Recent studies have demonstrated the importance of E-cadherin, a homophilic cell-cell adhesion molecule, in contact inhibition of growth of normal epithelial cells. Many tumor cells also maintain strong intercellular adhesion, and are growth-inhibited by cell-cell contact, especially when grown in three-dimensional culture. To determine if E-cadherin could mediate contact-dependent growth inhibition of nonadherent EMT/6 mouse mammary carcinoma cells that lack E-cadherin, we transfected these cells with an exogenous E-cadherin expression vector. E-cadherin expression in EMT/6 cells resulted in tighter adhesion of multicellular spheroids and a reduced proliferative fraction in three-dimensional culture. In addition to increased cell-cell adhesion, E-cadherin expression also resulted in dephosphorylation of the retinoblastoma protein, an increase in the level of the cyclin- dependent kinase inhibitor p27(kip1) and a late reduction in cyclin D1 protein. Tightly adherent spheroids also showed increased levels of p27 bound to the cyclin E-cdk2 complex, and a reduction in cyclin E-cdk2 activity. Exposure to E-cadherin-neutralizing antibodies in three-dimensional culture simultaneously prevented adhesion and stimulated proliferation of E-cadherin transfectants as well as a panel of human colon, breast, and lung carcinoma cell lines that express functional E-cadherin. To test the importance of p27 in E-cadherin-dependent growth inhibition, we engineered E-cadherin-positive cells to express inducible p27. By forcing expression of p27 levels similar to those observed in aggregated cells, the stimulatory effect of E-cadherin- neutralizing antibodies on proliferation could be inhibited. This study demonstrates that E-cadherin, classically described as an invasion suppressor, is also a major growth suppressor, and its ability to inhibit proliferation involves upregulation of the cyclin-dependent kinase inhibitor p27.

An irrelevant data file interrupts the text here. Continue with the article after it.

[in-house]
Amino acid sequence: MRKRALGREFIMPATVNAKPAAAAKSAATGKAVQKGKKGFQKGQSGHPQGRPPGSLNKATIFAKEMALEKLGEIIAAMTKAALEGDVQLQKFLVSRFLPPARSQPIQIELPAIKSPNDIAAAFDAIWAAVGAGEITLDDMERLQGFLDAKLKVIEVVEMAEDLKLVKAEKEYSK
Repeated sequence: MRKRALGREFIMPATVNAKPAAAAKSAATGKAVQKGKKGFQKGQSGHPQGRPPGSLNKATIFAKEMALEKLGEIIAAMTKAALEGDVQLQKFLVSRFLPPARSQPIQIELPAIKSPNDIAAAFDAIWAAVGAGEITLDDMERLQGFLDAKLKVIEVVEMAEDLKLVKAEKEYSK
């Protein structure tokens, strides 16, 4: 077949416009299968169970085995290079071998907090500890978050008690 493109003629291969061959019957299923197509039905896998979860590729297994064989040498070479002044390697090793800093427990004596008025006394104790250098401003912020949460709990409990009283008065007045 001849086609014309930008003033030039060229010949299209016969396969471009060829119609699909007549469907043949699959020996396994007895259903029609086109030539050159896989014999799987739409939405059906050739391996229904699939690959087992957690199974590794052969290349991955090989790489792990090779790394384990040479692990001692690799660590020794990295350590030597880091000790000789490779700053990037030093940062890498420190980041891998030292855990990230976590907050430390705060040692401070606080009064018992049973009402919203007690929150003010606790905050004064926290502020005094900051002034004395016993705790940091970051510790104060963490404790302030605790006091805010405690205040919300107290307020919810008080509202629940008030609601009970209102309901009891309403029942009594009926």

- Cyclin D
- Epidermal growth factor receptor
ASJC Scopus subject areas
- Cell Biology